A growing number of education and treatment programs support children and adults with what’s called trauma-informed care – where caregivers, social workers and teachers recognize that childhood trauma can manifest in behavioral and mental health challenges.
One Marion-based afterschool program has adopted this motto: assume trauma before drama.
The Brain Kitchen is in an 1888 historic house that's on the property of the Marion Public Library.
Amanda Drury is professor of youth ministry and practical theology at Indiana Wesleyan University.
"It was just empty, so when we approached them about using this house they were excited, we were excited," says Drury.
Drury became interested in trauma-informed care models while counseling women who had been sexually abused. She didn’t understand the shame.
"I said help me understand that, and she said ‘well if I had been gang-raped instead of just date-raped then that would justify why I feel this awful,'" says Drury.
Like many Indiana communities, Marion struggles with issues connected to poverty and addiction.
"Even the location of our house right now is known for being a drug-infested area, a number of the house in our area are condemned or we’ve got squatters, one across the street was recently torn down," says Drury.
This is the first year for the Brain Kitchen, and the 15 children here are bused in from Jay County, one of the poorest in the state. The trauma-informed curriculum was developed with the help of professors at Indiana Wesleyan. Some exercises use movement to calm and focus the brain. Drury gave this example of a finger touching exercise one child used after she got in a fight.
"She did that over and over again and you could see the anger leaving her body until she was just sitting there breathing calmly. And I remember whispering, ‘do you see what you just did?'" says Drury.
Michelle Gwaltney is the executive director of Families First, a nonprofit that works with families in crisis. She says there's a growing understanding that accounting for adverse childhood experiences or ACE’s can explain behaviors like short attention spans or anger outbursts.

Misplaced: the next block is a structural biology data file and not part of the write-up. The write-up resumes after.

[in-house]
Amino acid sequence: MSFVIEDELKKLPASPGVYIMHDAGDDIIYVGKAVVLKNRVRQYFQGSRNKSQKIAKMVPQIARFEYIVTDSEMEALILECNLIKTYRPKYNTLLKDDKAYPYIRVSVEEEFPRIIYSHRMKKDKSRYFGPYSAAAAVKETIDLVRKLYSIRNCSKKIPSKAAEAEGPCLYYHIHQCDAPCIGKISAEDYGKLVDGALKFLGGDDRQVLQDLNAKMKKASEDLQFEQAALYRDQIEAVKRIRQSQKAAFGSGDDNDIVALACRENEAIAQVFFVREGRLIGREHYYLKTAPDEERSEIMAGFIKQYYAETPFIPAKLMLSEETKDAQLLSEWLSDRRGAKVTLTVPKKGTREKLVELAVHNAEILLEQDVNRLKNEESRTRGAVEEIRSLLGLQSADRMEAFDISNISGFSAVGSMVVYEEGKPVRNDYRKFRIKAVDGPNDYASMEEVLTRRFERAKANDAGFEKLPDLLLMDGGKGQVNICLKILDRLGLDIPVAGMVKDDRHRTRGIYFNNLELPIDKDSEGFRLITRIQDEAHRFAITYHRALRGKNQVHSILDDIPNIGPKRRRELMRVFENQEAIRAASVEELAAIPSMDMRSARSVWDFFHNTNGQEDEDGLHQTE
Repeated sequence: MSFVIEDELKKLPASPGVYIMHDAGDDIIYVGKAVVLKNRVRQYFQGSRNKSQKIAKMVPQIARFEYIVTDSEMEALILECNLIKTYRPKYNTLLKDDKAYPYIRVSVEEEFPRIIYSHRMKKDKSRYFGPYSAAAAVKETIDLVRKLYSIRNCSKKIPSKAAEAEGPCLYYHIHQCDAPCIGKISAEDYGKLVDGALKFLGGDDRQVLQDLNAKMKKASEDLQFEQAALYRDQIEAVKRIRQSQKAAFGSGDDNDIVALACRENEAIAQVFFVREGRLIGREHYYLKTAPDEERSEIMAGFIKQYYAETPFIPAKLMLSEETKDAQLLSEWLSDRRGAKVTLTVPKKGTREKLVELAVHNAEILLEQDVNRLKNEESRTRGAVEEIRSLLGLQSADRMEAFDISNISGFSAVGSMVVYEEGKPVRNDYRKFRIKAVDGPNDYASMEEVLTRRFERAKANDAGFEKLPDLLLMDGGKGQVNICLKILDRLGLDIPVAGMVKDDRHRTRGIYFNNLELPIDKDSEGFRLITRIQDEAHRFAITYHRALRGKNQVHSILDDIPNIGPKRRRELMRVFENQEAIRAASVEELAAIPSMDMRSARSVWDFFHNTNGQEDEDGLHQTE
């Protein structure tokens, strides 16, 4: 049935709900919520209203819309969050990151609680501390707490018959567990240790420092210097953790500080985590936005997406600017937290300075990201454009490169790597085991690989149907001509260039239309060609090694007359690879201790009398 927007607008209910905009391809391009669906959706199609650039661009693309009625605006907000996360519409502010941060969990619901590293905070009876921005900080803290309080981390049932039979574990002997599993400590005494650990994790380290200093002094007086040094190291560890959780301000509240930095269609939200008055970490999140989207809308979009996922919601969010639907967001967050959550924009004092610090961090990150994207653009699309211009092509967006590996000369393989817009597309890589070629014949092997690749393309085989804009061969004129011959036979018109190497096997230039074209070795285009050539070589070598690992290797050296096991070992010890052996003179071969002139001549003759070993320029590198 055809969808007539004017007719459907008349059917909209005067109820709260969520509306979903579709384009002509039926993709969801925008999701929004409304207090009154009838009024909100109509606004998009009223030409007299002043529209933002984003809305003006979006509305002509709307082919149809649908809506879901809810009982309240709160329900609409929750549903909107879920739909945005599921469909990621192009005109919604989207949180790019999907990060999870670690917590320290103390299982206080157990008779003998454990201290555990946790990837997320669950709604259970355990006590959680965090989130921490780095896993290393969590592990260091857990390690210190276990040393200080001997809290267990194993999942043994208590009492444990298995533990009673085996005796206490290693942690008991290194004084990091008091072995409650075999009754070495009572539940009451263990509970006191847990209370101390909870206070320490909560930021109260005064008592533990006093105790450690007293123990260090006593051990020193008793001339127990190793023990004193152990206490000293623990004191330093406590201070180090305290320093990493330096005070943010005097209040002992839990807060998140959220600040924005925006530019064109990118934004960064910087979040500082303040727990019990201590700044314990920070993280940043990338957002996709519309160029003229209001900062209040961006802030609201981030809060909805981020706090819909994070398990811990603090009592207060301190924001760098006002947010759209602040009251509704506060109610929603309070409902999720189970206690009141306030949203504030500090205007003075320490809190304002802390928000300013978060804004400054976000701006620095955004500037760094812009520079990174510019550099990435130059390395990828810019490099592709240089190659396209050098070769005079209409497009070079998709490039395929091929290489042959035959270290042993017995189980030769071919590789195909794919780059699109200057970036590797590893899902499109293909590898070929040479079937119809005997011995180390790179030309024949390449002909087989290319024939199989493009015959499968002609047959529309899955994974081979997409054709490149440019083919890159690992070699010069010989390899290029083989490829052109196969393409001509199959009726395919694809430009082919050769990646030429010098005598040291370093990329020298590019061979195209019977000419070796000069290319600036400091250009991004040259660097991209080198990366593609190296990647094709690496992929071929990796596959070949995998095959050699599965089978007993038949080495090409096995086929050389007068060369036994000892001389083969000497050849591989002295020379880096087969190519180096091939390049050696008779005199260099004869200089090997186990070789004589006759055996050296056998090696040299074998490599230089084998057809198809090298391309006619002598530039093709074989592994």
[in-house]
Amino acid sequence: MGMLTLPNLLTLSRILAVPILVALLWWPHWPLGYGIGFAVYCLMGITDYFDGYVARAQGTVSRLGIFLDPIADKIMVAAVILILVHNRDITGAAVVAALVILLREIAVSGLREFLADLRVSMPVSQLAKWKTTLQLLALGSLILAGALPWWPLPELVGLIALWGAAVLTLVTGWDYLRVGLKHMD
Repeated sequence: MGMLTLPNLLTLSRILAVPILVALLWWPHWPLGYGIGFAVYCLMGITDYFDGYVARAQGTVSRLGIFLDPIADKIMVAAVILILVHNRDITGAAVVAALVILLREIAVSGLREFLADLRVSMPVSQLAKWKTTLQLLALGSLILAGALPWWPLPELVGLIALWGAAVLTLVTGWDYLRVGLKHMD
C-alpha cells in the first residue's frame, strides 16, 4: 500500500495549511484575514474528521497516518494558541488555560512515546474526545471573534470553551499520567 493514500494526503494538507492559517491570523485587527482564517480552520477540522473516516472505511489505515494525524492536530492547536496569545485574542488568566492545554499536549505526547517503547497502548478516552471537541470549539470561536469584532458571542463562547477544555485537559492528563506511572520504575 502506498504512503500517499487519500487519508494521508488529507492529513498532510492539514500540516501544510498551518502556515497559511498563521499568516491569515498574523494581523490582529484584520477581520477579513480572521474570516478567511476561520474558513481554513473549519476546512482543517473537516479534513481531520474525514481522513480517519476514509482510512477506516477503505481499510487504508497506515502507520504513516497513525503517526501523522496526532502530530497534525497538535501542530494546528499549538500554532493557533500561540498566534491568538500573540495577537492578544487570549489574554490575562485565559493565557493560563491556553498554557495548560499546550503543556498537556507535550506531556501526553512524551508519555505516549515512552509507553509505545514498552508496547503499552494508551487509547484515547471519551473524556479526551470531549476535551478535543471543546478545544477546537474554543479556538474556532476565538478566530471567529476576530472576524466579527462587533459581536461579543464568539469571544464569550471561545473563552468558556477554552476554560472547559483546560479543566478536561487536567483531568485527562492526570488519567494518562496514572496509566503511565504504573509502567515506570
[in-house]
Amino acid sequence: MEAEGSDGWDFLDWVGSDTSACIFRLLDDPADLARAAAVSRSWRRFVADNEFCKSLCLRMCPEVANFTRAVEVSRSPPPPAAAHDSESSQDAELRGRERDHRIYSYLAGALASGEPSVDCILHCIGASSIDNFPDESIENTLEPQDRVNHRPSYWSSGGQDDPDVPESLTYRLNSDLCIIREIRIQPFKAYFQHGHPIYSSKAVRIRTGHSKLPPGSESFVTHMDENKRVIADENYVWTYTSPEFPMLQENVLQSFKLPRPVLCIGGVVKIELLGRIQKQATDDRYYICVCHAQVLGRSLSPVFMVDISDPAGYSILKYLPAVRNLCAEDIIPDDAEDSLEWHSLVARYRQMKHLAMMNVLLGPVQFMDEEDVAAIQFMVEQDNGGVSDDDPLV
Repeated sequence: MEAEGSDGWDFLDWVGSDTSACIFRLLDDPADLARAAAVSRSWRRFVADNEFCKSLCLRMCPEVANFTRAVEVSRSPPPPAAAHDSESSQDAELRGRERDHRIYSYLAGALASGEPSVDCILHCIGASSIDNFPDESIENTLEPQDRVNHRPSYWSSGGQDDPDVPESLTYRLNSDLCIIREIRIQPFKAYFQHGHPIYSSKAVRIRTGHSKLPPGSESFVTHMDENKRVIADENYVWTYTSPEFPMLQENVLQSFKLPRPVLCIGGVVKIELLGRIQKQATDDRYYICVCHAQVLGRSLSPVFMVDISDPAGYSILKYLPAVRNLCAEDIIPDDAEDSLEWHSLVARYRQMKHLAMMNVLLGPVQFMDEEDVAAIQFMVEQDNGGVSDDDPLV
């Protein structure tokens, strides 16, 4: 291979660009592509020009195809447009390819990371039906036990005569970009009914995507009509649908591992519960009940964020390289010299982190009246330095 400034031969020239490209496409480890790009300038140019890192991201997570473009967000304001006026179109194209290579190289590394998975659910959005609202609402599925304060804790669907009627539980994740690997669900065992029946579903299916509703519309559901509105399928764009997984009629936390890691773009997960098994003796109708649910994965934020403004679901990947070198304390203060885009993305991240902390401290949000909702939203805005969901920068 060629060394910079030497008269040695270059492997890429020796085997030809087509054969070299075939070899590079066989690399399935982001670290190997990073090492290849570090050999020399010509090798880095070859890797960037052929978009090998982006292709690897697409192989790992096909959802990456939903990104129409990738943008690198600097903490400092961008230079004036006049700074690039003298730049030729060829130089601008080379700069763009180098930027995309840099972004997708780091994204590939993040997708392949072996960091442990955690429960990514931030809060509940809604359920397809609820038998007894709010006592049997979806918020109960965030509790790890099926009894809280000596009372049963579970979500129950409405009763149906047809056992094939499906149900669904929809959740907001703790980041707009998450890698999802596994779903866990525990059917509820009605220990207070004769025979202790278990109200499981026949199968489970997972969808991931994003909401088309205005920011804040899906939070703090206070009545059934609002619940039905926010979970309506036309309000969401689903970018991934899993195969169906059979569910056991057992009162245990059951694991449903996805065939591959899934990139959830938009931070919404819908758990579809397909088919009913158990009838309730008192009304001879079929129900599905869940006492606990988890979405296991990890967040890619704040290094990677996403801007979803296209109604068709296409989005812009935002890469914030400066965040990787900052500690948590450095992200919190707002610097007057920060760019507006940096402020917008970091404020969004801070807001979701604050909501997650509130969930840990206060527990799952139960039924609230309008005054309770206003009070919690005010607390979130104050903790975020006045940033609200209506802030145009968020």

"That there’s a reason behind this and maybe if we had a little more compassion and understanding about the reason we may be more successful with this child or this adult," says Drury.
She says this is a change from the past. Traditionally, when children in aftercare programs or schools had an emotional outburst, the caregiver lens could be – they are "just being difficult" or "not focused enough."
"Before we were saying what is wrong with the child, what is wrong with this adult? â€¯But now we’re saying 'what has happened?'" Gwaltney says.
Trauma-informed spaces can also provide a system of support, a mentor to talk to.
"â€¯Knowing that someone cares, having that support person, we all assume you know a lot of us grew up in really good families and we had support, that is not the case for everyone," says Gwaltney.
The Brain Kitchen also addresses root causes of the emotional challenges, including food insecurity.
Arma Jackson is one of the Brain Kitchen children. She has been impacted by cooking at the program.
"I want to make pizza and pasta and everything and then the restaurant will be the twins pizzeria and cake shop," says Jackson.
The children learn about healthy food, environmental science, gardening and composting.
"So you can put an organic cotton sock on one side and a Twinkie on the other and in a matter of time the sock is gone and the worms won’t even touch the Twinkie," says Drury.
The hope is that the children will take some of these lessons home.
"This little guy had made his soup and he went home to his house, that didn’t have electricity by the way, and he shared his soup with his neighbors," says Drury. "Just the sense of pride and accomplishment of knowing I can do something like this, I can bring life to my community."
Drury is looking for more grants to support another year for the Brain Kitchen.